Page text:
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Archive for March, 2012

postheadericon Five essentials for skiers and snowboarders

Five essentials for skiers and snowboarders

Have you been skiing in 20 degree weather without your gloves? It can be a memorable and painful experience. If you’ve been there and done that, it helps to have a checklist of things to remember when preparing for a day of skiing or snowboarding. Otherwise, you expect to pay too much money when you get to the pro shop at the ski lodge. For example, consider paying $21.99 for gloves instead of the traditional $1-$10.

This article describes five essentials for skiers and snowboarders.

The first three items are meant to protect the snow enthusiast from the elements. You need a good ski cap that covers your ears and a pair of warm mittens or gloves. Each of these items should be waterproof. For skiers, it takes a good pair of gloves that fits well and still enables you to adjust your boots and unhook your skis. The ski cap should be warm and long enough to cover all of your hair.

The next item is a good pair of snow goggles or sunglasses. When you are up on the mountain during daylight, the sun can create quite a glare on the snow. A simple pair of sunglasses will give you some protection, but a wider pair of snow goggles will protect your eyes and the upper half of your face from the sun. If the goggles are held in place by a wide elastic band, you will also be less likely to lose them on the slopes.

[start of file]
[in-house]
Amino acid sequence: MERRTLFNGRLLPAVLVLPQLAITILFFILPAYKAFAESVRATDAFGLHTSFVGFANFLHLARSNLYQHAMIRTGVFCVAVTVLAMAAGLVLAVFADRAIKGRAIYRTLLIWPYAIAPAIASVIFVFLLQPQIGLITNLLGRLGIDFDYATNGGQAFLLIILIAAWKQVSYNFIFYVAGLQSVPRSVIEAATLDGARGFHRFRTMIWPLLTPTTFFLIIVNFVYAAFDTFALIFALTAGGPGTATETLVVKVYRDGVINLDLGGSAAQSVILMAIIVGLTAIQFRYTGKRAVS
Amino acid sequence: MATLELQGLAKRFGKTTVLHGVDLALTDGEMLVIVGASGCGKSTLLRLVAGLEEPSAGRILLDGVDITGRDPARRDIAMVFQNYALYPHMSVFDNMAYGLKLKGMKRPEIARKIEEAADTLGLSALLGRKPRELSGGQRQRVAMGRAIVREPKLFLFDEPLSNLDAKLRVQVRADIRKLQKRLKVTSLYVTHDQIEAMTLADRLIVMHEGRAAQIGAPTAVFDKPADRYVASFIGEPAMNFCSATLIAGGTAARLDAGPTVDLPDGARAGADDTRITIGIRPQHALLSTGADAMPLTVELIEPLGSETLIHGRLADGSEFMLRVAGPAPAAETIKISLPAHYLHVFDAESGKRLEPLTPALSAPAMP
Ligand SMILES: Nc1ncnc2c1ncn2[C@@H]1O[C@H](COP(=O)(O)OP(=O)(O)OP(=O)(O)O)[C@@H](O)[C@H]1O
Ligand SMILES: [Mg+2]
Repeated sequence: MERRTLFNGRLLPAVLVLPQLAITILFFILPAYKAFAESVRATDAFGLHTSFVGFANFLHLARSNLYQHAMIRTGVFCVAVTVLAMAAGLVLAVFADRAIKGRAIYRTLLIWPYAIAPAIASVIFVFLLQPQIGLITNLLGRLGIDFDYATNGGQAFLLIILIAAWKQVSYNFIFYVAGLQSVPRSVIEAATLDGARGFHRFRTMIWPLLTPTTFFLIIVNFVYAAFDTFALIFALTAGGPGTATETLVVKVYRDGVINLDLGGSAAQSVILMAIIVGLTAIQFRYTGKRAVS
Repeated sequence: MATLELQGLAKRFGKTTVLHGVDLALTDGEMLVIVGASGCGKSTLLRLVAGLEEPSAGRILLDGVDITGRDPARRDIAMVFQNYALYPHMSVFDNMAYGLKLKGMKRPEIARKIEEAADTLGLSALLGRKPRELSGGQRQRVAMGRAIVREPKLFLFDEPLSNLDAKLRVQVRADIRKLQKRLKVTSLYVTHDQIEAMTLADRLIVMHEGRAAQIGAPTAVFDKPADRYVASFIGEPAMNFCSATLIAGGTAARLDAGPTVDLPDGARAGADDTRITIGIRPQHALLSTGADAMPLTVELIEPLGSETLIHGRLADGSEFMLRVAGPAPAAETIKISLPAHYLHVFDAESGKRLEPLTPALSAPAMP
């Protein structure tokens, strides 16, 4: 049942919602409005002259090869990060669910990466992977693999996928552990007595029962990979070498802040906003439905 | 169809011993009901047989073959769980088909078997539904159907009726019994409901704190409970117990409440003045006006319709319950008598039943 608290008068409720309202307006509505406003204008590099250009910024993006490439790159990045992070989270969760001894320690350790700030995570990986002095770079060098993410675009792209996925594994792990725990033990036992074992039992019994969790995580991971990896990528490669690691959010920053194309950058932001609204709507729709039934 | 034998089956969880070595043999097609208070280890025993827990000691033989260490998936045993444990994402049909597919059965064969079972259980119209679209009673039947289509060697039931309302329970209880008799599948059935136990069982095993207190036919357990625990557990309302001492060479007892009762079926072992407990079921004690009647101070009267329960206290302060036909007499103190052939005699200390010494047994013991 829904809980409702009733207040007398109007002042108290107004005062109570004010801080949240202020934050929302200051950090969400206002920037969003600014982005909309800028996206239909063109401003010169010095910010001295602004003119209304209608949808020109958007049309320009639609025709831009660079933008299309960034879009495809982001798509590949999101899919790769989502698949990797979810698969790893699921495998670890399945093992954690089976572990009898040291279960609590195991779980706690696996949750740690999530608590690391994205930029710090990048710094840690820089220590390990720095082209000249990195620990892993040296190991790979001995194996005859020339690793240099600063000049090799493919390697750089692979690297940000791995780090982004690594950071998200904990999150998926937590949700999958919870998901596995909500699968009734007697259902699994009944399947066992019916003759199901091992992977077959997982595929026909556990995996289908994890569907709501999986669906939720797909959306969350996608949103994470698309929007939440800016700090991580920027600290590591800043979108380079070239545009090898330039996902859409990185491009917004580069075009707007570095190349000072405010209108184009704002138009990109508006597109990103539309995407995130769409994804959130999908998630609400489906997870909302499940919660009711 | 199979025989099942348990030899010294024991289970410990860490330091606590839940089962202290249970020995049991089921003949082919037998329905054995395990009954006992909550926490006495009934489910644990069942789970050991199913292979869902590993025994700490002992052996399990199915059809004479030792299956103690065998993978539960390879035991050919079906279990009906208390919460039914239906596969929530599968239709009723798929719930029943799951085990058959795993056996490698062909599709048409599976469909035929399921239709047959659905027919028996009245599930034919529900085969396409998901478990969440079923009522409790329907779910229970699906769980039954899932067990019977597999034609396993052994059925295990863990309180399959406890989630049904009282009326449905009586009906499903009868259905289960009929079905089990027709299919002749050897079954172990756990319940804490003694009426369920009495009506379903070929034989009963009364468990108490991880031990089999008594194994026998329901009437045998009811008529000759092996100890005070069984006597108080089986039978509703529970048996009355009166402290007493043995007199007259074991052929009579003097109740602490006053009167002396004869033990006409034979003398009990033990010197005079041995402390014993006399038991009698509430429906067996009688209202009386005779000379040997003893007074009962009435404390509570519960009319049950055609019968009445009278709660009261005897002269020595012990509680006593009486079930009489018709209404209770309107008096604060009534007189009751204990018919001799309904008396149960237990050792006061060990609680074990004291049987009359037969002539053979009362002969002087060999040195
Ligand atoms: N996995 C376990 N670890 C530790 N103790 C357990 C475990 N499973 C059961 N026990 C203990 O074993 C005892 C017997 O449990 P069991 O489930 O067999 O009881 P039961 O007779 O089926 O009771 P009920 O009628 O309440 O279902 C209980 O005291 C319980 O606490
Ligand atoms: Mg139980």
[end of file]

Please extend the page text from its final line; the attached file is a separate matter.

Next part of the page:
The final items are things that you will need after leaving the mountain. Remember items like a change of dry socks and well-insulated shoes to put on after removing the boots from your tired feet. Some people also find it comfortable to change into fresh pants and a shirt.

When you prepare to hit the slopes, follow this checklist for the most basic things to protect yourself from the severe weather of the snow-covered mountain. Then focus on other items like ski gear or snowboarding gear, boots, sun block, and lip balm.

A final tip is to choose ski pants that have plenty of pockets. You will need places to put your keys, money, locker key, receipts, and other small items while on the slopes.

Have fun in the snow with the added peace of mind that you arrived well-prepared!
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postheadericon Backpacker’s checklist

Backpacker’s Checklist

The checklist here includes the essentials for camping in the backcountry. I’ve also included some hot tips and links to necessary gear which can keep the load to a minimum and yet not compromise the gear’s performance. This checklist can be modified and adjusted as necessary.

Backpacker’s Checklist of the Essentials:

_____ Backpack

_____ Water filtration system

_____ Tent

_____ Topographical Map

_____ Sleeping Bag- down or synthetic

_____ Tarp and Rope

_____ Sleeping Pad- lightweight, self-inflating or closed cell

_____ Headlamp/Waterproof Flashlight

_____ Stove/Fuel Canister

_____ Hiking Shoes

_____ Pots/Pans- aluminum pie plates for serving

_____ Rain/Wind Gear

_____ Cooking/ eating utensils/ Drinking Cup

_____ Insulating Layers: Capilene and/or Fleece Down Jacket

_____ Camp Suds/Camp towel

_____ First Aid Kit

_____ Leatherman/multipurpose tool

____ Fire Starter Kit

_____ Small Pillow Case

_____ Insect Repellent

HOT TIP: If your lightweight down jacket (see North Face down jacket or Patagonia Down Sweater) travels with you even in the summer months, stuff it in the pillow case. Instant pillow.

Firestarter Kit